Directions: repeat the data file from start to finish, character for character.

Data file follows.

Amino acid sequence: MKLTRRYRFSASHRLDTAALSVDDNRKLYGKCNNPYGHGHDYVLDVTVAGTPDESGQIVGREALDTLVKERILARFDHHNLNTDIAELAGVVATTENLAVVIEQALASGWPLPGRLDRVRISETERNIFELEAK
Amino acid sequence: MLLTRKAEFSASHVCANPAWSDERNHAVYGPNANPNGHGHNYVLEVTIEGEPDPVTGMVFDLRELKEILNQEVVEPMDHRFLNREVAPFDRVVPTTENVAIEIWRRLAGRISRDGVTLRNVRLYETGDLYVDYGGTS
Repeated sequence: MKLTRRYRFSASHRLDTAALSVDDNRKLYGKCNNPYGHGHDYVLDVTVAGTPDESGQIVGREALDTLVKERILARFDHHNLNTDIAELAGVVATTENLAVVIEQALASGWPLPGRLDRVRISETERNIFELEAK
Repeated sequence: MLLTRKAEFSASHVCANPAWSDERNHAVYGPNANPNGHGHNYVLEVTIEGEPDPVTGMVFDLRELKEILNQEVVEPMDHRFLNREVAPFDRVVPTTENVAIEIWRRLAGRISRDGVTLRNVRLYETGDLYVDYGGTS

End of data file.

Amino acid sequence: MKLTRRYRFSASHRLDTAALSVDDNRKLYGKCNNPYGHGHDYVLDVTVAGTPDESGQIVGREALDTLVKERILARFDHHNLNTDIAELAGVVATTENLAVVIEQALASGWPLPGRLDRVRISETERNIFELEAK
Amino acid sequence: MLLTRKAEFSASHVCANPAWSDERNHAVYGPNANPNGHGHNYVLEVTIEGEPDPVTGMVFDLRELKEILNQEVVEPMDHRFLNREVAPFDRVVPTTENVAIEIWRRLAGRISRDGVTLRNVRLYETGDLYVDYGGTS
Repeated sequence: MKLTRRYRFSASHRLDTAALSVDDNRKLYGKCNNPYGHGHDYVLDVTVAGTPDESGQIVGREALDTLVKERILARFDHHNLNTDIAELAGVVATTENLAVVIEQALASGWPLPGRLDRVRISETERNIFELEAK
Repeated sequence: MLLTRKAEFSASHVCANPAWSDERNHAVYGPNANPNGHGHNYVLEVTIEGEPDPVTGMVFDLRELKEILNQEVVEPMDHRFLNREVAPFDRVVPTTENVAIEIWRRLAGRISRDGVTLRNVRLYETGDLYVDYGGTS